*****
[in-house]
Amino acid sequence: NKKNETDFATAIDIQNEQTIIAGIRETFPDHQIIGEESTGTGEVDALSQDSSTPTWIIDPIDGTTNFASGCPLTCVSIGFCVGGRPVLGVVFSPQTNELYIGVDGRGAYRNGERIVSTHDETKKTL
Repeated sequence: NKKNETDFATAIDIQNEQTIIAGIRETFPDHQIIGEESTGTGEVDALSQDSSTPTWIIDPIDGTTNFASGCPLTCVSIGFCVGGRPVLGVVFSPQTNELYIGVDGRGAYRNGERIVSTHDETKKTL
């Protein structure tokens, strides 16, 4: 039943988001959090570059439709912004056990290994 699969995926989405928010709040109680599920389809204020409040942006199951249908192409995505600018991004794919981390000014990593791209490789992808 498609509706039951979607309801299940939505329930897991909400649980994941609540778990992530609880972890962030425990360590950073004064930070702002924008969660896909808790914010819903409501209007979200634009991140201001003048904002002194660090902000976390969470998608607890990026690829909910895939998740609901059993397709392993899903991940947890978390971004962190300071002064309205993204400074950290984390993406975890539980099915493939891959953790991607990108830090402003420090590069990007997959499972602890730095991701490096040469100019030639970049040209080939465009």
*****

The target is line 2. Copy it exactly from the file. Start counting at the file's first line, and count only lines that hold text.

Amino acid sequence: NKKNETDFATAIDIQNEQTIIAGIRETFPDHQIIGEESTGTGEVDALSQDSSTPTWIIDPIDGTTNFASGCPLTCVSIGFCVGGRPVLGVVFSPQTNELYIGVDGRGAYRNGERIVSTHDETKKTL